There's something ersatz about our weird online nostalgia for very recent events. In that sense, "that time when" is extremely useful, hugging the recent past and a speaker's audience close in a way not many other phrases do. And yet it heightens the disturbing slipstream effect of internet time, where we never feel quite in the moment, instead always observing it through various mediating devices, recording it, time-stamping it, commenting on it, as it fades away as surely as one of Taylor Swift's boyfriends.

Comments

‘Happy hour’ tax cuts may result in hangovers

Evidence is mounting that the $1.5 trillion tax-cut package enacted in December by congressional Republicans and President Donald Trump was a bad idea, not only for the long-run health of the economy but for the short-term political prospects of the ...
Updated: 2 hours ago
Editorial: St. Petersburg’s waste-to-energy to wastefulness project

Editorial: St. Petersburg’s waste-to-energy to wastefulness project

A St. Petersburg waste-to-energy plant now under construction has been billed for years as an environmentally friendly money saver. Now it looks more like a boondoggle, with the cost and mission changing on the fly. It’s yet another example of a city...
Updated: 2 hours ago
Daniel Ruth: Gridlock or not, way will be paved for new homes in New Tampa

Daniel Ruth: Gridlock or not, way will be paved for new homes in New Tampa

Oh what a difference four decades makes.When I first arrived in Tampa in 1973, the city was a vastly different place. For example, there where actual stores in downtown where you could buy stuff that didn’t involve a swizzle stick. Crazy, insane stu...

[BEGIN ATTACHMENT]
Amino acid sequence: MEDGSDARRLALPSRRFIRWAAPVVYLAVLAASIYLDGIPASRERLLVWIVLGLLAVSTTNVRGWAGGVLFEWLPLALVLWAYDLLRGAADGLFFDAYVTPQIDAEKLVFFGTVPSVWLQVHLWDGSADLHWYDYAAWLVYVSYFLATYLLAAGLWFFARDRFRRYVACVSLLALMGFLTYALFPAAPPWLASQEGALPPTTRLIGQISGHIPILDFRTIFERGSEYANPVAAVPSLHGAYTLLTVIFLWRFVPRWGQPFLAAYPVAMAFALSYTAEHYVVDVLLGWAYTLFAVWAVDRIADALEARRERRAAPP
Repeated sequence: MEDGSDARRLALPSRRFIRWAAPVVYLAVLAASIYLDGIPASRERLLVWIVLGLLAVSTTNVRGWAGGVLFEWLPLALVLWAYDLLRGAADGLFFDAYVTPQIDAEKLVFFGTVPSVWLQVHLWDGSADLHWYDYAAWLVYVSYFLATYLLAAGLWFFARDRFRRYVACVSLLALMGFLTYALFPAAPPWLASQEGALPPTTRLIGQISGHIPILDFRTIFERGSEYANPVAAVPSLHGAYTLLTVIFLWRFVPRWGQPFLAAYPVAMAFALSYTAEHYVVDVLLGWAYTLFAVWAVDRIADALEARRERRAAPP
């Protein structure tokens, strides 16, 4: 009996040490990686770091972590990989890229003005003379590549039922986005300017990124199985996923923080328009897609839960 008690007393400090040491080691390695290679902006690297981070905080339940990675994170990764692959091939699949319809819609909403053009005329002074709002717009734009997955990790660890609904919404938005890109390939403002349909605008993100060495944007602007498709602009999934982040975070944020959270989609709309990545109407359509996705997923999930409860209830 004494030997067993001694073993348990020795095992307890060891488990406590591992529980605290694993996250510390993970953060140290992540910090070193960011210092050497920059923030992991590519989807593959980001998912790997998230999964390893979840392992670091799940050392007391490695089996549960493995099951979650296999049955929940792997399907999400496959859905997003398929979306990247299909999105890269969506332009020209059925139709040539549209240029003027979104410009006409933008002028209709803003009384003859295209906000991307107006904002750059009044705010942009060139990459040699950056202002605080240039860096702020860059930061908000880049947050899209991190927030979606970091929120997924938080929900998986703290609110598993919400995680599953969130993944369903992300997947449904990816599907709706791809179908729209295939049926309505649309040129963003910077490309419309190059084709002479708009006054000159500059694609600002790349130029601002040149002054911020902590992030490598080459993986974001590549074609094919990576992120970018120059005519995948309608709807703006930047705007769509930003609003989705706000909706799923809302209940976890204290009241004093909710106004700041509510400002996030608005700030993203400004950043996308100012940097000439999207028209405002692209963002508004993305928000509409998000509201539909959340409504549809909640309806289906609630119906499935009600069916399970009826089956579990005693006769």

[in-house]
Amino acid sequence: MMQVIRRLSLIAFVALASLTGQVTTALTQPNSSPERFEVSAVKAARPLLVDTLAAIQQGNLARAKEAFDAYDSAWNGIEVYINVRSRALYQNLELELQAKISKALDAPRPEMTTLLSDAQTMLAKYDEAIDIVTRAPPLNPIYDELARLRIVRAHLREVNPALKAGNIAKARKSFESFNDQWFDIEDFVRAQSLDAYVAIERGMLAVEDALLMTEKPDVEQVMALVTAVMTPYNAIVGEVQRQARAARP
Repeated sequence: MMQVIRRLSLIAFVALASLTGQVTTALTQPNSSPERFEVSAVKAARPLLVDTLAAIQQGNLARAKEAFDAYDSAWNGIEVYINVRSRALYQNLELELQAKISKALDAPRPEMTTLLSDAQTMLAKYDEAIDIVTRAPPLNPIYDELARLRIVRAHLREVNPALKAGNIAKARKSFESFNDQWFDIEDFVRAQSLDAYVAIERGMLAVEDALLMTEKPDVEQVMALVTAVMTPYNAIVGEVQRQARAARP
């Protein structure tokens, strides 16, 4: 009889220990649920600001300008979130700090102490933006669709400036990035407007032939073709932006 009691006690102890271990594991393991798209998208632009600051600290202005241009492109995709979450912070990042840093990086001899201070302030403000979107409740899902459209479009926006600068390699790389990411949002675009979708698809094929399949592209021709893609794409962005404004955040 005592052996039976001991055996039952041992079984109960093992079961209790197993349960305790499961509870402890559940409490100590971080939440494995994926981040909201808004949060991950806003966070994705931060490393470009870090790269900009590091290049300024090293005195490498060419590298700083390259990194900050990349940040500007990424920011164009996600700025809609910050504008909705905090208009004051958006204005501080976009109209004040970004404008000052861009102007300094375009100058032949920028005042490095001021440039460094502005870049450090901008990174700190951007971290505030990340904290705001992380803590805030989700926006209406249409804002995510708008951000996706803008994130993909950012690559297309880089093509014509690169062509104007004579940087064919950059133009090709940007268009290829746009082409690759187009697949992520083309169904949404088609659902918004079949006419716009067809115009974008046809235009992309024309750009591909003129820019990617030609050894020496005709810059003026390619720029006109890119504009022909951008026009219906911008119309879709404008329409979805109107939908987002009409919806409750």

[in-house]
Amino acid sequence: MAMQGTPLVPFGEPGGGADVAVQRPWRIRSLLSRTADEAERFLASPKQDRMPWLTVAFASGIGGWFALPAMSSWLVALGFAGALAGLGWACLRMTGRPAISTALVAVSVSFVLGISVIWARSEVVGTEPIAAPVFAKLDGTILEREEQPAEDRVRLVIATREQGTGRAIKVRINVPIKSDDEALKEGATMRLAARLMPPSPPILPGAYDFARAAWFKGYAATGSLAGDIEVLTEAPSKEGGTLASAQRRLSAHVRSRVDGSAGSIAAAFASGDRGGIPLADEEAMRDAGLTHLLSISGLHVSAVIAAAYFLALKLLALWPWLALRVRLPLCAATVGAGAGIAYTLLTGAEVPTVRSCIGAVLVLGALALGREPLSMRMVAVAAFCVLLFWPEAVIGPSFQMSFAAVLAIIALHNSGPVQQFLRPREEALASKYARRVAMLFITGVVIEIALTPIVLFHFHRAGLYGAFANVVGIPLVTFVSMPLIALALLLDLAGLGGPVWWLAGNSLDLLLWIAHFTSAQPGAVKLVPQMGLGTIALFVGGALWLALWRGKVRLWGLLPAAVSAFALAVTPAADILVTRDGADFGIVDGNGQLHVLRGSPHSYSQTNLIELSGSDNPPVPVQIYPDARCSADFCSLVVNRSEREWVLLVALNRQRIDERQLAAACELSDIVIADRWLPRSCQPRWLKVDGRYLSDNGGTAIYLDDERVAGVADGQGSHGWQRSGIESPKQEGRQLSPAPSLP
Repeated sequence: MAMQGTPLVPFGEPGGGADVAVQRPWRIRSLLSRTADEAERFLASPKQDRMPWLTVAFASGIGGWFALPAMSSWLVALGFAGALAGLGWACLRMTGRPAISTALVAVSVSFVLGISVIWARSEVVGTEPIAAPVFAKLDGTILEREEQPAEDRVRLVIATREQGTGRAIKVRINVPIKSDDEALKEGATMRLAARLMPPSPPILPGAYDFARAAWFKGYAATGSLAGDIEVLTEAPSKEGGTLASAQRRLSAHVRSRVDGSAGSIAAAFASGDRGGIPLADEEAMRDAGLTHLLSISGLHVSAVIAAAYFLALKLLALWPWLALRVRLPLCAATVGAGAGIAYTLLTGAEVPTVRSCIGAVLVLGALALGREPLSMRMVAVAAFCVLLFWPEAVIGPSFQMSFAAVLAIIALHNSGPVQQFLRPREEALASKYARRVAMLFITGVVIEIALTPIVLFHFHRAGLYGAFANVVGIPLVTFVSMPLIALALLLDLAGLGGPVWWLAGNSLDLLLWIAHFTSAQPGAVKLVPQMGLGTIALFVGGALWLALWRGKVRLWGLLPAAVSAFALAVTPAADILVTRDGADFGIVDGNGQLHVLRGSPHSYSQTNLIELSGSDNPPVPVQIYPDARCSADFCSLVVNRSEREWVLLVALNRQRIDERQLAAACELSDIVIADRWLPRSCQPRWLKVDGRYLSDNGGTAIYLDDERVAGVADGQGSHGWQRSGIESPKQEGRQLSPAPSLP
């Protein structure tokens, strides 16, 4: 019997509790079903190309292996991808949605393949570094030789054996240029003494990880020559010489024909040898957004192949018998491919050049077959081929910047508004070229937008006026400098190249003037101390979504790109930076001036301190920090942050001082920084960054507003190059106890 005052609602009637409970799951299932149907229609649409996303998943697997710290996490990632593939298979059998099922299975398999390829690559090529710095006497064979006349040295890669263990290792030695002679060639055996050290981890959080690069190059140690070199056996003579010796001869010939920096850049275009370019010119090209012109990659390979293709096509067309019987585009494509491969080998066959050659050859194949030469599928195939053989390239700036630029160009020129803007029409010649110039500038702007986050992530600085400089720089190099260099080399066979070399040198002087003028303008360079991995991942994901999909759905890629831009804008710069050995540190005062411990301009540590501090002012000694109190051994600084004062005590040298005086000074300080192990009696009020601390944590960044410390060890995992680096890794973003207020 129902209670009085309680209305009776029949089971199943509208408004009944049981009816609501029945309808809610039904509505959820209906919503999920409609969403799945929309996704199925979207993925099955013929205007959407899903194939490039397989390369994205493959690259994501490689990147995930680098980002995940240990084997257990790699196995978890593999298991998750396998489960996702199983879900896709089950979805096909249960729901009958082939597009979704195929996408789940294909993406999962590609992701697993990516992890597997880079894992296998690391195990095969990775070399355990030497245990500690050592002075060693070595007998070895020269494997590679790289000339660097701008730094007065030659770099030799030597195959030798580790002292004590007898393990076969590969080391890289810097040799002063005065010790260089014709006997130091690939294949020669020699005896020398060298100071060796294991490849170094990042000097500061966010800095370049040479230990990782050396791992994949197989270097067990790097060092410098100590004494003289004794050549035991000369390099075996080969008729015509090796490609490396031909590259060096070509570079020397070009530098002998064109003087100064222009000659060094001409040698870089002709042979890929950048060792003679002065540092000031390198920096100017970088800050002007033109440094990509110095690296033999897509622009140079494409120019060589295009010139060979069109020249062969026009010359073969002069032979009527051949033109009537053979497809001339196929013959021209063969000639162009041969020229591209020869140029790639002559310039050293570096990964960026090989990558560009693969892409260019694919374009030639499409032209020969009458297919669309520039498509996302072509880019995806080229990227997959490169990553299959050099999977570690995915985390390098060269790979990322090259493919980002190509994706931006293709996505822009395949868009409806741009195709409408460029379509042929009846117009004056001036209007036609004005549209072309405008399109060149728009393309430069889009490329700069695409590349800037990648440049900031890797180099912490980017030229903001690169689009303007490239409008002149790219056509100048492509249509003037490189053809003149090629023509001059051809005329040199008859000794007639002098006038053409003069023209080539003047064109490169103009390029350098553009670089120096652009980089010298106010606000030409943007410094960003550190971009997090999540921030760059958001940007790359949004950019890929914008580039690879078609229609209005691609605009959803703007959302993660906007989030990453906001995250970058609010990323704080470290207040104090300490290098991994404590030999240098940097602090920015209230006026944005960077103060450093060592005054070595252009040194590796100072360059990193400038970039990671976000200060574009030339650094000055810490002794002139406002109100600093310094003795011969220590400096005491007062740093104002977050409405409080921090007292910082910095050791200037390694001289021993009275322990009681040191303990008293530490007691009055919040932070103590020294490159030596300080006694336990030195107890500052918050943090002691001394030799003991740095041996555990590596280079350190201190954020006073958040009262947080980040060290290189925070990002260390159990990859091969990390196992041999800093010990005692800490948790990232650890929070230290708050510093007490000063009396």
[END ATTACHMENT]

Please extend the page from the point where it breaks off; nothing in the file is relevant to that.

Published: 04/25/18
Column: A new theory for why all those Obama voters went for Trump

Column: A new theory for why all those Obama voters went for Trump

e_SSLqStatus threat, not economic hardship, explains the 2016 presidential vote." So says an article in the Proceedings of the National Academy of Sciences by Diana C. Mutz, a political science and communications professor at the University of Pennsy...
Updated: 2 hours ago
Editorial cartoons for April 26

Editorial cartoons for April 26

These cartoons are from various Times wire services.
Updated: 2 hours ago
Column: Republicans gutted the mortgage interest deduction. Democrats should finish it off.

Column: Republicans gutted the mortgage interest deduction. Democrats should finish it off.

One of the most remarkable things about the tax bill Republicans passed last year was how it took a rotary saw to the mortgage interest deduction. The benefit for homeowners was once considered a politically untouchable upper-middle-class entitlement...
Updated: 7 hours ago

We have a fine history of long-serving politicians

Career politician Rick Scott is trying to sell you a huge, steaming pile of over-ripe phooey. By now you have probably been exposed to a piece of dubious propaganda being peddled by Florida’s politically ambitious governor suggesting the entire natio...
Updated: 2 hours ago
Editorial: As USFSP consolidation task force meets, openness and collaboration are key

Editorial: As USFSP consolidation task force meets, openness and collaboration are key

Writing a new law that phases out separate accreditation for the University of South Florida St. Petersburg and folds it back into the major research university was the easy part. The hard work starts today when a new consolidation task force holds i...
Published: 04/23/18
Updated: 04/25/18
Romano: Forget the sewers, St. Pete has a crisis of trust

Romano: Forget the sewers, St. Pete has a crisis of trust

Imagine what kind of spin the world might have endured had St. Petersburg sewer officials been asked to explain the final Hindenburg flight. • The landing, city leaders acknowledged, was bumpy. • Some passengers chose to disembark befor...
Published: 04/23/18

Correction

CorrectionCircuit Judge John Stargel of Lakeland is a member of the Florida Constitution Revision Commission who voted against a proposed amendment that would have stopped write-in candidates from closing primary elections. An editorial Saturday inco...
Published: 04/23/18